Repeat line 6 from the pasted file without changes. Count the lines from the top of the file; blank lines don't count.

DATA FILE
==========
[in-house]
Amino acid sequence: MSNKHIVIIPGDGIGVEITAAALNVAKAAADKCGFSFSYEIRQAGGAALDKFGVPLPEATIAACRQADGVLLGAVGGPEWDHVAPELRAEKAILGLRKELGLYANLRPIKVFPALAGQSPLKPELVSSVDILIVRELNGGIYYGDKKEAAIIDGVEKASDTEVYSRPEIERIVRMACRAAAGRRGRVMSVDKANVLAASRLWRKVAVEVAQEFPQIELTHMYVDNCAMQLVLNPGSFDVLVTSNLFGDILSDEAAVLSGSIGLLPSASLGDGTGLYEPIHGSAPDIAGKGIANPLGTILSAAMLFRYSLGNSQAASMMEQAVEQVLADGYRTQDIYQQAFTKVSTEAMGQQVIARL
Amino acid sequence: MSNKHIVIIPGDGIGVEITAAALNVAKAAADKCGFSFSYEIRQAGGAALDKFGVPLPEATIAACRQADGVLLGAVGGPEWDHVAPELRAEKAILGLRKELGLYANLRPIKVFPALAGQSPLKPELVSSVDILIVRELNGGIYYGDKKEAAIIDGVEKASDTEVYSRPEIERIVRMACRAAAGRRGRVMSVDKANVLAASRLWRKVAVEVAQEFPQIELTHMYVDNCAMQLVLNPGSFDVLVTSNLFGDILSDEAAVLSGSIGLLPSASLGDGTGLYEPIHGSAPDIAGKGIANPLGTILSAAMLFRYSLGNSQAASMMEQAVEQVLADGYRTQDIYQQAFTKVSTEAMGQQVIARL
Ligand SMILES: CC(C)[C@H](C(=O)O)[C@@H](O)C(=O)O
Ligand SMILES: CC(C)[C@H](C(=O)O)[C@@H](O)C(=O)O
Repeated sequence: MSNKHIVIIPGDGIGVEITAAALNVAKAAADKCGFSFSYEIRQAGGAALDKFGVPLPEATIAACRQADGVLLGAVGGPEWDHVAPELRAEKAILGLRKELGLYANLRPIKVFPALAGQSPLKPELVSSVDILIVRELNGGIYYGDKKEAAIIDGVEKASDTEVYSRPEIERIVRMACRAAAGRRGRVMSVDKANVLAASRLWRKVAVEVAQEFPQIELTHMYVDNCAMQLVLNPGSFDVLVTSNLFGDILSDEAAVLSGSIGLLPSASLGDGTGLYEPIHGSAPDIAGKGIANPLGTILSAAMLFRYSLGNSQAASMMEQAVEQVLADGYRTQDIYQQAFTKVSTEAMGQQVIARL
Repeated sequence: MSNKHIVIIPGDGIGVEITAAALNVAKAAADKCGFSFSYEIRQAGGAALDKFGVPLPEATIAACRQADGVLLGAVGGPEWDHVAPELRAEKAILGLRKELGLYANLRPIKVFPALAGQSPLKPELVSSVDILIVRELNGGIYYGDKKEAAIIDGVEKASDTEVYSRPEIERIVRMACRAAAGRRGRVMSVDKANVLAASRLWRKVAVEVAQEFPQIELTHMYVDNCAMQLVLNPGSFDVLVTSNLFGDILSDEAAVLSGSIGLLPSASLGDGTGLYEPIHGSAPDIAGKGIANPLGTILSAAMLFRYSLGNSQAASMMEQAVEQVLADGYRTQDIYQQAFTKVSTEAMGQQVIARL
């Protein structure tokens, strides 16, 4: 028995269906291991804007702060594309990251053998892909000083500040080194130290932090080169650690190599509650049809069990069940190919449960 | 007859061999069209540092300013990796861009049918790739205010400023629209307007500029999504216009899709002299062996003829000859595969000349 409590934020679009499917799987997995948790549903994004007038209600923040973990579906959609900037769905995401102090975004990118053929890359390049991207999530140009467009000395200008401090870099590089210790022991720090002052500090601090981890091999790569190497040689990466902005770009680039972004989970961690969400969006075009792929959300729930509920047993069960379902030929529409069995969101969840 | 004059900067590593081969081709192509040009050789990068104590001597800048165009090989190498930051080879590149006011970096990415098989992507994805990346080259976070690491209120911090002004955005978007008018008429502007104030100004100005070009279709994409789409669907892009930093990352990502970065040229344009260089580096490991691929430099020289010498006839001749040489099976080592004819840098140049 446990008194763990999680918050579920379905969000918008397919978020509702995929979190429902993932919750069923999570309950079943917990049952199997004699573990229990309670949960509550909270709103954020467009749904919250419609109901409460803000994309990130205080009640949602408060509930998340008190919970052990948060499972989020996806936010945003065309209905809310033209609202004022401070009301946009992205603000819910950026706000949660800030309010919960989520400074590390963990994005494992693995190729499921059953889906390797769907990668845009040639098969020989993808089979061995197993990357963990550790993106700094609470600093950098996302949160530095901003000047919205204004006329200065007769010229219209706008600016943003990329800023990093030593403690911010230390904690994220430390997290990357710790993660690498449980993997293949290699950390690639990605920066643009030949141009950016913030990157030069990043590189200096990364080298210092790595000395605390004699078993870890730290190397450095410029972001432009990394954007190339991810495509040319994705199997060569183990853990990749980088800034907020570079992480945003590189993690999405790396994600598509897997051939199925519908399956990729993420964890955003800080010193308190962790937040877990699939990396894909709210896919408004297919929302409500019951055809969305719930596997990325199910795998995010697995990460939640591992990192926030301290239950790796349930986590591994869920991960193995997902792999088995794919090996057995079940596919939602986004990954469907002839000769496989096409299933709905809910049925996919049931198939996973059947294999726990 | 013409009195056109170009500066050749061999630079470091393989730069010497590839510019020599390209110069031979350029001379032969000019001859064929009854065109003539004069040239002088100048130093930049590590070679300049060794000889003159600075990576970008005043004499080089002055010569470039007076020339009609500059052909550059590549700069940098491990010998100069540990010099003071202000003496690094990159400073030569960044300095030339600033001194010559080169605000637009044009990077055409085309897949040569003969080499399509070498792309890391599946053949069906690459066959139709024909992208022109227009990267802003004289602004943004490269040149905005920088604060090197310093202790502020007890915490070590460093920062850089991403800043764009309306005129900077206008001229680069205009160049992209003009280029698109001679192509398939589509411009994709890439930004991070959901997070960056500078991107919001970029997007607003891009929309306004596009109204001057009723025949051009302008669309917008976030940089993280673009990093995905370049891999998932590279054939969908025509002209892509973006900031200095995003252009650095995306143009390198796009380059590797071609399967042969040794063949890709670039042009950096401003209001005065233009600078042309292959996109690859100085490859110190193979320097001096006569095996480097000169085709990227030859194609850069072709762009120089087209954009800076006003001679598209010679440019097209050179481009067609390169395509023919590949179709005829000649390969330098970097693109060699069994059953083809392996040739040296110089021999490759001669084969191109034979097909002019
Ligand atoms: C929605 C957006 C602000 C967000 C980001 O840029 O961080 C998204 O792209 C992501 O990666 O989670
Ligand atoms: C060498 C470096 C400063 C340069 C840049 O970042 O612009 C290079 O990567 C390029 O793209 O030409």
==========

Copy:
Repeated sequence: MSNKHIVIIPGDGIGVEITAAALNVAKAAADKCGFSFSYEIRQAGGAALDKFGVPLPEATIAACRQADGVLLGAVGGPEWDHVAPELRAEKAILGLRKELGLYANLRPIKVFPALAGQSPLKPELVSSVDILIVRELNGGIYYGDKKEAAIIDGVEKASDTEVYSRPEIERIVRMACRAAAGRRGRVMSVDKANVLAASRLWRKVAVEVAQEFPQIELTHMYVDNCAMQLVLNPGSFDVLVTSNLFGDILSDEAAVLSGSIGLLPSASLGDGTGLYEPIHGSAPDIAGKGIANPLGTILSAAMLFRYSLGNSQAASMMEQAVEQVLADGYRTQDIYQQAFTKVSTEAMGQQVIARL